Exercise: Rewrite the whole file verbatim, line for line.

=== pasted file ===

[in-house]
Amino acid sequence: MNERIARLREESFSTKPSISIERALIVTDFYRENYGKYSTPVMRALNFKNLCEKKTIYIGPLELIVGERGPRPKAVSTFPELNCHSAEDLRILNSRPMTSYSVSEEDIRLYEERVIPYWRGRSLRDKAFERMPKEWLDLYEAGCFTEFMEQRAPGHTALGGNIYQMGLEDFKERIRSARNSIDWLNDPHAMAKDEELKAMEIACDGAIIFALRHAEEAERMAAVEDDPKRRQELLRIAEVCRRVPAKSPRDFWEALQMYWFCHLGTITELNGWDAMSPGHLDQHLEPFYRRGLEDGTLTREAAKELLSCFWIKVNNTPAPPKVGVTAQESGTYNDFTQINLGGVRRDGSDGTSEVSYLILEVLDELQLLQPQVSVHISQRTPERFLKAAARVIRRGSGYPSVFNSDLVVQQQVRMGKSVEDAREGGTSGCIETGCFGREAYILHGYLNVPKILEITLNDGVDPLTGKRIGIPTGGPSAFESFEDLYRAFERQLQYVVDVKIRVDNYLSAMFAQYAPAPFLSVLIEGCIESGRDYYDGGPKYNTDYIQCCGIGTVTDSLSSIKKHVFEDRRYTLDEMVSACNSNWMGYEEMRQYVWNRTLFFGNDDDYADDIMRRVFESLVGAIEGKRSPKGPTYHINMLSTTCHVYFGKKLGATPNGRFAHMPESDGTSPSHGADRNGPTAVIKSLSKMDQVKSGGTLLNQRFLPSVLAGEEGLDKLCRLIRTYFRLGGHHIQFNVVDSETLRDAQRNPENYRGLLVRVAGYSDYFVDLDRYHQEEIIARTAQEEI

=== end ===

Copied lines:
[in-house]
Amino acid sequence: MNERIARLREESFSTKPSISIERALIVTDFYRENYGKYSTPVMRALNFKNLCEKKTIYIGPLELIVGERGPRPKAVSTFPELNCHSAEDLRILNSRPMTSYSVSEEDIRLYEERVIPYWRGRSLRDKAFERMPKEWLDLYEAGCFTEFMEQRAPGHTALGGNIYQMGLEDFKERIRSARNSIDWLNDPHAMAKDEELKAMEIACDGAIIFALRHAEEAERMAAVEDDPKRRQELLRIAEVCRRVPAKSPRDFWEALQMYWFCHLGTITELNGWDAMSPGHLDQHLEPFYRRGLEDGTLTREAAKELLSCFWIKVNNTPAPPKVGVTAQESGTYNDFTQINLGGVRRDGSDGTSEVSYLILEVLDELQLLQPQVSVHISQRTPERFLKAAARVIRRGSGYPSVFNSDLVVQQQVRMGKSVEDAREGGTSGCIETGCFGREAYILHGYLNVPKILEITLNDGVDPLTGKRIGIPTGGPSAFESFEDLYRAFERQLQYVVDVKIRVDNYLSAMFAQYAPAPFLSVLIEGCIESGRDYYDGGPKYNTDYIQCCGIGTVTDSLSSIKKHVFEDRRYTLDEMVSACNSNWMGYEEMRQYVWNRTLFFGNDDDYADDIMRRVFESLVGAIEGKRSPKGPTYHINMLSTTCHVYFGKKLGATPNGRFAHMPESDGTSPSHGADRNGPTAVIKSLSKMDQVKSGGTLLNQRFLPSVLAGEEGLDKLCRLIRTYFRLGGHHIQFNVVDSETLRDAQRNPENYRGLLVRVAGYSDYFVDLDRYHQEEIIARTAQEEI